I arrive at Lost In, a well-known rooftop bar in Lisbon, and tell the waiter I have a reservation at 8 pm. He looks at me blankly, then says, “yes, but your name, what is your name?!” in the same tone a teenager uses when asked to clean his bedroom. Rather than express my displeasure at his manner, I do the classic British thing: smile, tell him my name and take my seat (then say I’m going to the bathroom and sneak out through the back door).
Now I’m hungry on a park bench, replaying lines in my head I wish I’d said, knowing I never would. It’s chilly and gustier than you’d expect for late spring in Portugal and, like a proper tourist, I’m wearing a thin t-shirt and shorts. I stop arguing with myself to work out what to do next. Then something happens.
A tall man wearing navy overalls and a pensive look starts playing Sergio Mendes’ Mas Que Nada. He’s standing beside the tree-lined park of Jardim do Príncipe Real, singing into a microphone behind an upturned trilby and an illuminated sign that reads ‘Udi Fagundes’. It shouldn’t be a spectacle to see a busker busking, but having gone without live music for over a year, it is.
Goosebumps spring up across my body like whack-a-mole, then, before I know it, I’m crying. Not funeral tears, but the kind my mam sheds watching a children’s act on Britain’s Got Talent. In front of me, the sun fades behind a Jamie Oliver restaurant that shouldn’t be there, while groups of youngsters, loved-up couples and boozy foreigners stream by, occasionally tossing a few euros into Udi’s hat.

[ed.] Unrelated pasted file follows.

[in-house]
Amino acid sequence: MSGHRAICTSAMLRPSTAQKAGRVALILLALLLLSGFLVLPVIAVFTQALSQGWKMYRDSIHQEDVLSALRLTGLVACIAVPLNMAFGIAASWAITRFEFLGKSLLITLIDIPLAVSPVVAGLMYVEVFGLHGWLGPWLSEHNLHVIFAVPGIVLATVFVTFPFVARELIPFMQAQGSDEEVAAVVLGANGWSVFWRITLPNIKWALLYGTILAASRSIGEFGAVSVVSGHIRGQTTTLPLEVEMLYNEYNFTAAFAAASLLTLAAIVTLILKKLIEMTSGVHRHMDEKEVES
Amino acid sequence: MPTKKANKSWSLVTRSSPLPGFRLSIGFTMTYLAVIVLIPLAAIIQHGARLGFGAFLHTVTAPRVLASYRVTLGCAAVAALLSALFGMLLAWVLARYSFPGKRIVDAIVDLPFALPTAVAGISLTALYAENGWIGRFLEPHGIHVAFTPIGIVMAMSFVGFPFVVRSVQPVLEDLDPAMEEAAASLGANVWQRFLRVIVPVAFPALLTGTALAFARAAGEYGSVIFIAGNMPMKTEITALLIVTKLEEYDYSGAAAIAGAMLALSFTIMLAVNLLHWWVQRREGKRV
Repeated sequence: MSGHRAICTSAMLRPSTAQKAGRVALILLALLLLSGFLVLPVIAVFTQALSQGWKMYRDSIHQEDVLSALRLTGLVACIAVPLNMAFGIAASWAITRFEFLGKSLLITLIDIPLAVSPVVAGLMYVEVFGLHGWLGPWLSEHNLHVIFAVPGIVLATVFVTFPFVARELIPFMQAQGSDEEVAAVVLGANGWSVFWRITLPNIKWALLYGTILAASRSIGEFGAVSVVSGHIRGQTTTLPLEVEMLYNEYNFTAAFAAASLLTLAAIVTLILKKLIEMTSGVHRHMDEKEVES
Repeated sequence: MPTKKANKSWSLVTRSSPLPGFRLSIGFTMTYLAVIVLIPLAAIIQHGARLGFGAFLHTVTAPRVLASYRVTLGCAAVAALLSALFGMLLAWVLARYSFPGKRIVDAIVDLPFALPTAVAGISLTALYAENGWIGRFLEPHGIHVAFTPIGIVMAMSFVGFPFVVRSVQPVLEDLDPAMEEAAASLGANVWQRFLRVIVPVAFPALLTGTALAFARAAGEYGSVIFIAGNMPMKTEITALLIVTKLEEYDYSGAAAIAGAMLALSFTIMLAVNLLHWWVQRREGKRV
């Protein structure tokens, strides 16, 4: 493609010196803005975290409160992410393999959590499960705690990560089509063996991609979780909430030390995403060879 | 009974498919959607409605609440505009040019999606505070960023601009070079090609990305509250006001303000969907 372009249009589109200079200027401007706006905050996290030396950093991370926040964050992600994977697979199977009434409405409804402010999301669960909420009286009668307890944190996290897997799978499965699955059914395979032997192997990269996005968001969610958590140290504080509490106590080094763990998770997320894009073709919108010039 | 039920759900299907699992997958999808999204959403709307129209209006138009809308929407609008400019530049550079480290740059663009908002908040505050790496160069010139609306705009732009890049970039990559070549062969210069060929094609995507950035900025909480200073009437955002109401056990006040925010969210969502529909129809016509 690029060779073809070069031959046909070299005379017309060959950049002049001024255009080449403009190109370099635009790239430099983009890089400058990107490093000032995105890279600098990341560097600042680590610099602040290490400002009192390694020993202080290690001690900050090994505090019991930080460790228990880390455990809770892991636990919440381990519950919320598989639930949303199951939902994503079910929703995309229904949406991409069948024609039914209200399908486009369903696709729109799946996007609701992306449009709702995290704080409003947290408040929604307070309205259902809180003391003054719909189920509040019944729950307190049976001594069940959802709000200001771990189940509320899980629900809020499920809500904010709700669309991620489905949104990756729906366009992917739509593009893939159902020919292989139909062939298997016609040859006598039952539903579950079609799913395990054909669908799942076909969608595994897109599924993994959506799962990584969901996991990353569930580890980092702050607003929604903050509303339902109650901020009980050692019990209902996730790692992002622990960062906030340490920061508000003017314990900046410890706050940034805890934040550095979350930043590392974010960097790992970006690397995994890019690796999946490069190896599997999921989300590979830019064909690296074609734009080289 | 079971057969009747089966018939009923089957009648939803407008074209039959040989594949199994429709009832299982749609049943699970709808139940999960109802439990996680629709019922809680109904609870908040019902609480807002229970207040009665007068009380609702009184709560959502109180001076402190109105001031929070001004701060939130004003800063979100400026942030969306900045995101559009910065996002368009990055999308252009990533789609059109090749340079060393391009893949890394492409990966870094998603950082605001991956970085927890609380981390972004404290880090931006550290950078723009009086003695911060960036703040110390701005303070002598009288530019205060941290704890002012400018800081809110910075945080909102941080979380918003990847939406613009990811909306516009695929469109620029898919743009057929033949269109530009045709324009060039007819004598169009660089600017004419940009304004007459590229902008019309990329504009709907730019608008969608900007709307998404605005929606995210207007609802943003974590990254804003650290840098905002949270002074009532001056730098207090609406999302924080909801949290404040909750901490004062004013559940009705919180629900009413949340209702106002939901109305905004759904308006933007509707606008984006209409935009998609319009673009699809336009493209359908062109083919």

I arrived in Lisbon a week earlier on one of the first legal flights out of London since lockdown three. “You’re our first British visitor, I think”, the manager at Urbano FHL Hotels – a new contemporary hotel in the centre of Lisbon – tells me on arrival. I throw my bags in the room, then head out for a wander. Most Lisboetas seem happy to have British tourists back, except one souvenir shop owner who tells me, “British people don’t buy much, anyway.” He’s waiting for the Brazilians and Italians (big spenders, apparently).
At Maria Catita, I order a beer, water and tuna steak without checking the price (dear reader, I’m a travel writer in the middle of a pandemic). One bowl of olives, a stack of bread, a tuna steak the size of an Elephant’s foot, and a glass bottle full of premium mineral water – so big it could put out a bonfire – later and the bill arrives… €25. I let out an audible sigh of relief and pay up.
Strolling through the massive Praça do Comércio after lunch, I reach a small esplanade facing out to the Tagus river. The Ponte 25 de Abril bridge – named after Portugal’s carnation revolution on the same date in 1974 – reaches across a blue sky to Almada on my right. Kids with faces plastered in ice cream play freely, as a smiley veteran paddles in the water and a lady poses for photos with her arms spread like Kate Winslet in the Titanic. Holidays are back.